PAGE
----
UK insolvency rules under scrutiny as timelines extend
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Treasury

UK insolvency rules under scrutiny as timelines extend

Does the high number of drawn-out insolvency cases in the UK suggest a failure of regulation?

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Lord Sikka | Photo: UK Parliament

Insolvency data is always closely analysed as a barometer of the commercial health of the nation. The figures for April show that after seasonal adjustment, the number of registered company insolvencies in England and Wales was 2,177, 18% higher than in the previous month.

However, it is the length of time taken to complete the process that has attracted the attention of Lord Sikka, professor of accounting at the University of Sheffield and emeritus professor of accounting at the University of Essex. In response to a written question in the House of Lords about how many liquidations began five, 10 and 15 years ago but are still not finalised, he was told that as of the end of last year, 8,189 companies had been in liquidation for between 10 and 15 years and a further 20,822 had been in the process for more than 15 years.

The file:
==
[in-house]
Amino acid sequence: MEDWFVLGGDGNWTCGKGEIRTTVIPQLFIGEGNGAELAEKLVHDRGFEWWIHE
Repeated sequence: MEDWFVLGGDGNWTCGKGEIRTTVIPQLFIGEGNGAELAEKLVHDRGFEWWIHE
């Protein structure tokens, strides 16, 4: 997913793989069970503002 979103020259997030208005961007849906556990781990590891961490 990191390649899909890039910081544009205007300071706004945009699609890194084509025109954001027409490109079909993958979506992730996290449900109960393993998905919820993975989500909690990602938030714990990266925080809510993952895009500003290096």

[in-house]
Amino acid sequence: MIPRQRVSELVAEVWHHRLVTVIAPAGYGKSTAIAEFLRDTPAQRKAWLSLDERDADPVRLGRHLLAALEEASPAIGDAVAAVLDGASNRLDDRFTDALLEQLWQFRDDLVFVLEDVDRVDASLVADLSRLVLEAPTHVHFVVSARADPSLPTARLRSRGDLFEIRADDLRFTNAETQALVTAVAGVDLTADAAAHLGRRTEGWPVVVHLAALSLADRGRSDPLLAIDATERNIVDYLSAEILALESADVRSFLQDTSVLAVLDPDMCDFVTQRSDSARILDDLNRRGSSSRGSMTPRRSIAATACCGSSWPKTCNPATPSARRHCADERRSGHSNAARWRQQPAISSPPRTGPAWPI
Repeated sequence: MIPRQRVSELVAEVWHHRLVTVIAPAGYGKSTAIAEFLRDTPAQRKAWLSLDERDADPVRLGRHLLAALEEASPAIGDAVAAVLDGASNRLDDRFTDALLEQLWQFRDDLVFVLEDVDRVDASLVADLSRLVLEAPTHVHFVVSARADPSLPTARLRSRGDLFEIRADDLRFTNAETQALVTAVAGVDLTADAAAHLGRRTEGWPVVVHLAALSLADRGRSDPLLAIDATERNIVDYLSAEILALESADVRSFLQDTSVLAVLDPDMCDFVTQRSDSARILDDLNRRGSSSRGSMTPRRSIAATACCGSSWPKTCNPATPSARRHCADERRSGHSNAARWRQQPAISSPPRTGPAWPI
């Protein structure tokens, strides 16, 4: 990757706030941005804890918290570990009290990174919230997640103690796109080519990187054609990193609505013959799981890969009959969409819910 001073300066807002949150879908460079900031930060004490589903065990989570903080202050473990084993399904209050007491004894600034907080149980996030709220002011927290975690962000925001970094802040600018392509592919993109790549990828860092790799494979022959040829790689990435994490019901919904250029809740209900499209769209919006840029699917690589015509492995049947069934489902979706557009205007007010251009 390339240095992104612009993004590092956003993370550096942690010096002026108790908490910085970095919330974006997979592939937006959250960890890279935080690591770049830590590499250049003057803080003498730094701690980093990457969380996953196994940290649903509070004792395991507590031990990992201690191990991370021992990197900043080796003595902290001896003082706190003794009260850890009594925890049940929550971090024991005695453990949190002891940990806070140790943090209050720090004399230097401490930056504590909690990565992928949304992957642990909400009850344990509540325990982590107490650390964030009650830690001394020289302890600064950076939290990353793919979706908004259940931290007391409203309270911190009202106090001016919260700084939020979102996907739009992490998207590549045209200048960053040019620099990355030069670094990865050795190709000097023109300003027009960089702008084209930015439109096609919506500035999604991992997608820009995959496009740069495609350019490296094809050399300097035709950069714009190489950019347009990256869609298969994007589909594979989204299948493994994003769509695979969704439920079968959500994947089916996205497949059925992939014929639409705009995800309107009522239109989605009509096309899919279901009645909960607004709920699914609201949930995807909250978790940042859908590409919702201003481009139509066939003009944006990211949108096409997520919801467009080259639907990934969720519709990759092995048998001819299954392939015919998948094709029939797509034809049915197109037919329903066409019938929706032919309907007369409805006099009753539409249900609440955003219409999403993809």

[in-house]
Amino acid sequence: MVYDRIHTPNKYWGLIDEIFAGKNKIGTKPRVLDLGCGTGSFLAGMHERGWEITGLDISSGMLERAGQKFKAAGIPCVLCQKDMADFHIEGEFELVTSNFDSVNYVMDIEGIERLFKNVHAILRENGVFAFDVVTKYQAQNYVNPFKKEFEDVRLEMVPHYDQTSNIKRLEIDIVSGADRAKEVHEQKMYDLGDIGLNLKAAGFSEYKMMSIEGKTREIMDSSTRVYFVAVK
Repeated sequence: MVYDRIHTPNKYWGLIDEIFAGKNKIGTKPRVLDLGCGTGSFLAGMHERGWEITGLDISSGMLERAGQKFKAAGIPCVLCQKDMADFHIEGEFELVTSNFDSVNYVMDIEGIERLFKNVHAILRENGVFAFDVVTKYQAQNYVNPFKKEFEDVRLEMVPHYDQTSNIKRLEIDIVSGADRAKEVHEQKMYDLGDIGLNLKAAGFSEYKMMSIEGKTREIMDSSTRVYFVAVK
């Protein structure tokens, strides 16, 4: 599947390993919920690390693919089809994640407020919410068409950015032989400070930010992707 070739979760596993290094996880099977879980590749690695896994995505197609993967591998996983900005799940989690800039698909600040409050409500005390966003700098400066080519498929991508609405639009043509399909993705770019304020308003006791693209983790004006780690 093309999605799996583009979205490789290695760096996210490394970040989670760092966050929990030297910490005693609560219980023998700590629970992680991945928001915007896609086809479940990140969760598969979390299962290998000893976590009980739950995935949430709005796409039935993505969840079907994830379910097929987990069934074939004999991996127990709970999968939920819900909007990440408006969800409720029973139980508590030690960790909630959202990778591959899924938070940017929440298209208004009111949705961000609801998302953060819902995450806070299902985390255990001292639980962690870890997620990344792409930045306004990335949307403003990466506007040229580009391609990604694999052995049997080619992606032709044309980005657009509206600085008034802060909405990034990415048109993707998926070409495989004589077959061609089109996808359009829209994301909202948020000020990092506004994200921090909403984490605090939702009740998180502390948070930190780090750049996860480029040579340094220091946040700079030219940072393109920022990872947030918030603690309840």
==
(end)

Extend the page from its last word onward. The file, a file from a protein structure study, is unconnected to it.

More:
Lord Sikka is a long-time critic of the insolvency profession, which he has previously described as a "licence to print money". In a post on X in March he said: "Insolvency practitioners will feed off the carcass until no more money is left and administration/liquidation will magically end".


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